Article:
Bartok: Concerto for Orchestra; Four Orchestral Pieces, Op. 12; Hungarian Peasant Songs

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3.0 out of 5 star rating 3.0

LABELS: Telarc
WORKS: Concerto for Orchestra; Four Orchestral Pieces, Op. 12; Hungarian Peasant Songs
PERFORMER: LPO/Leon Botstein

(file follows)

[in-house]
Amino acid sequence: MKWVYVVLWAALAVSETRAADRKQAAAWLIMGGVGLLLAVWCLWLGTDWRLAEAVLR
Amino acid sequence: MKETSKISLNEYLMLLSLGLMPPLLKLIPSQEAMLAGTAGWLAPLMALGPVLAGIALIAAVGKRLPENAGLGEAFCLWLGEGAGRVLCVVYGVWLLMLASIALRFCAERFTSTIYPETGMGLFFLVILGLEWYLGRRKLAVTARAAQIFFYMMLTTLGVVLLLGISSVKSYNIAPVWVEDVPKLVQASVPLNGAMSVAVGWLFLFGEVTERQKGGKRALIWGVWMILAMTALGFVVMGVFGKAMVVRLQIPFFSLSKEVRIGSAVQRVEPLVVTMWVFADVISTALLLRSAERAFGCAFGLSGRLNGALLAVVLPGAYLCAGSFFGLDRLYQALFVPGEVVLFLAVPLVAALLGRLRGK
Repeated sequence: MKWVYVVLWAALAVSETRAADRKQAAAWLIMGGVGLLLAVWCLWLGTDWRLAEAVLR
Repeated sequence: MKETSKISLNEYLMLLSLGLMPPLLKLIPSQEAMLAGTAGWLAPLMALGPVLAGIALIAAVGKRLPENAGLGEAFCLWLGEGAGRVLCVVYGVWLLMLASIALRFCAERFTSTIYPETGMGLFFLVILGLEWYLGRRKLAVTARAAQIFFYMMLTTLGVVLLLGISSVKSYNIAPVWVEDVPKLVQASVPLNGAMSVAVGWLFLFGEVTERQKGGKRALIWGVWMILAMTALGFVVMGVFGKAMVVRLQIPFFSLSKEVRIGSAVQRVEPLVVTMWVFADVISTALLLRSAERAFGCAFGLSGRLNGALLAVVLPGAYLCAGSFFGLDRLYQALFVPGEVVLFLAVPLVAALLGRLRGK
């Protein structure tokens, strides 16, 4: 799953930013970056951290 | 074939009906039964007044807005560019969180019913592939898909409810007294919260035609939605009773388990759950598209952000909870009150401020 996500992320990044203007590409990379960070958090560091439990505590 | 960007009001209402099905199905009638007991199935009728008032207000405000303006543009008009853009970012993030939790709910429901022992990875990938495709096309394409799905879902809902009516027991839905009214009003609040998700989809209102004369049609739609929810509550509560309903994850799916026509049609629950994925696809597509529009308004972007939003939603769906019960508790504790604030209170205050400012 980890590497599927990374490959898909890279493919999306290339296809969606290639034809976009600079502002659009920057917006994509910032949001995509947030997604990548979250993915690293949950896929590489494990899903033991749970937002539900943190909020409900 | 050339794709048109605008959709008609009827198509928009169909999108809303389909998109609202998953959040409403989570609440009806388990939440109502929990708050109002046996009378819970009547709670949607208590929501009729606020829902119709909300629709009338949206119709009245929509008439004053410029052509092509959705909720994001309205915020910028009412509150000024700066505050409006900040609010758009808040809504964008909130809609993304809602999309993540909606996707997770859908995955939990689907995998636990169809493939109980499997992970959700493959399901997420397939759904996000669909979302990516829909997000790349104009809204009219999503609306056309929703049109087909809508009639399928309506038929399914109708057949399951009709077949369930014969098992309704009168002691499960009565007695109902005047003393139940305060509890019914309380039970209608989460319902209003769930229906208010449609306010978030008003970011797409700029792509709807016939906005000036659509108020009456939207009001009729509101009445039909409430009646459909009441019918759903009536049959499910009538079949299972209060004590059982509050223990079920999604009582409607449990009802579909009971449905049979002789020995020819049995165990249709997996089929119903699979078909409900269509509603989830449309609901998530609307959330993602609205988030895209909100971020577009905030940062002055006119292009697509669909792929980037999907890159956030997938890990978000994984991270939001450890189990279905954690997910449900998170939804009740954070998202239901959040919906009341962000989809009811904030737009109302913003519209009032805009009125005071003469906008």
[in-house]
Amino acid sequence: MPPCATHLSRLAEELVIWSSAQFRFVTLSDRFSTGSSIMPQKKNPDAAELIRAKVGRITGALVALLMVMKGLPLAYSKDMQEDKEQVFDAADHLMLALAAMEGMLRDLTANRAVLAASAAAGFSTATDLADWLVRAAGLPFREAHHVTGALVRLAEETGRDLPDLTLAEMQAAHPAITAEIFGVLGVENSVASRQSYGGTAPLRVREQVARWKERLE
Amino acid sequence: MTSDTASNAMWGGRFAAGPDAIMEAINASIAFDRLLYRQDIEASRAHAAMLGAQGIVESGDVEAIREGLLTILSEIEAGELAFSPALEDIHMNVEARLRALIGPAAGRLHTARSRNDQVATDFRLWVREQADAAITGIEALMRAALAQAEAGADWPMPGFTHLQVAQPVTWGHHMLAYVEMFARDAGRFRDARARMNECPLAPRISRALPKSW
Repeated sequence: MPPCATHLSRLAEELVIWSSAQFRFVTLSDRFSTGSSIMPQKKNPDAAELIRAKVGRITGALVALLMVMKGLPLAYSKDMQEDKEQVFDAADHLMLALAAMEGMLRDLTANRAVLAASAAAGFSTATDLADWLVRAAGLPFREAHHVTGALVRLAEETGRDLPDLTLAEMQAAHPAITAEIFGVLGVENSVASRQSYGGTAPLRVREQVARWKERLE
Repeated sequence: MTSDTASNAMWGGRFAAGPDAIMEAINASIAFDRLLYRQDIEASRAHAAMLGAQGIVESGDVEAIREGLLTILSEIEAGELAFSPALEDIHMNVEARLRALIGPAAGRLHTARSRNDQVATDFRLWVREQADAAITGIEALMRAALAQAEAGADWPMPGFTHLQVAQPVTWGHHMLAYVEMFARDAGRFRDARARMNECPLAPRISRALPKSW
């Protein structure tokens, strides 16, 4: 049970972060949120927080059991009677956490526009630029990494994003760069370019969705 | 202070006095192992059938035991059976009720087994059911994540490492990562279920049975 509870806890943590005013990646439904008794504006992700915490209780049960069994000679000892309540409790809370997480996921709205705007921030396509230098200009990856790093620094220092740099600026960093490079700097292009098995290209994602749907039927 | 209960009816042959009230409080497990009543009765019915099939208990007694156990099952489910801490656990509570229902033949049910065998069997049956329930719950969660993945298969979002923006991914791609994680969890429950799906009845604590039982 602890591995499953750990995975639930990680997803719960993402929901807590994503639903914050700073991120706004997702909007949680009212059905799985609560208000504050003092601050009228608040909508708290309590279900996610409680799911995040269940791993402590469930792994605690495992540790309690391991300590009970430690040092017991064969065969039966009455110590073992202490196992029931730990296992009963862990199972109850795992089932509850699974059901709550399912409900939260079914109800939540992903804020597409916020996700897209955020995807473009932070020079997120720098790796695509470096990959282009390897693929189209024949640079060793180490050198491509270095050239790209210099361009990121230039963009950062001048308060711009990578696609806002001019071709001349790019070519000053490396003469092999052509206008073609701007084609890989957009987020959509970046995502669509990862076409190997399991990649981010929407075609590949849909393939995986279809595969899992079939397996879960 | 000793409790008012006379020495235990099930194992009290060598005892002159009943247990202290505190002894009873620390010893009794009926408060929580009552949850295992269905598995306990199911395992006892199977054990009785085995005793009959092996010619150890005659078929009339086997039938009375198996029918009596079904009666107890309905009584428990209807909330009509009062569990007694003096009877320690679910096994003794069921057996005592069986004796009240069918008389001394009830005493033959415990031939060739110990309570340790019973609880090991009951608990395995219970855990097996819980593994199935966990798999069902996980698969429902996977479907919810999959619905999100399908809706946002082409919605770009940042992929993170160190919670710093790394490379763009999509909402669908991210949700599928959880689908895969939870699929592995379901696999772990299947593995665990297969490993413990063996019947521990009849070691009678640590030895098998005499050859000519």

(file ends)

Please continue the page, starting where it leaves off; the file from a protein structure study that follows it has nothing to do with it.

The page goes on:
The Concerto for Orchestra gets off to a fine start, with clear, detailed recording, and it’s good to hear the first and second violins split left and right. But the string outburst in the introduction is short on passion, as are the similar passages in the slow movement later on. And when the Allegro vivace arrives, allegro it may be, but vivace it ain’t – there’s speed, but the energy level flags, especially in the two tranquillo sections, and it’s not helped by Botstein’s habit of making slight slowings-down at the ends of phrases. This trait is more irritating in the second movement, which starts out at Bartók’s prescribed speed, as pairs of wind instruments chase playfully across the scene, but slows down for the clarinets, and never really recovers. Strangely, in the ‘Intermezzo interrotto’, the big tune is on the fast side, and you can almost hear the orchestra willing Botstein to relax. The finale begins sluggishly, but the central fugal section surprised me with its speed and concentration, and from there to the end, it’s almost like a different performance. A pity Botstein couldn’t hit the groove four-and-a-half movements earlier. I’d still go back to Reiner and the Chicago SO: although recorded almost 50 years ago, it has the knife-edge precision which Botstein lacks. He’s more comfortable in the steamier world of the early Orchestral Pieces, where you can hear Bartók paying his dues to Debussy and Richard Strauss, though again there’s formidable competition from Chicago, this time with Boulez. Martin Cotton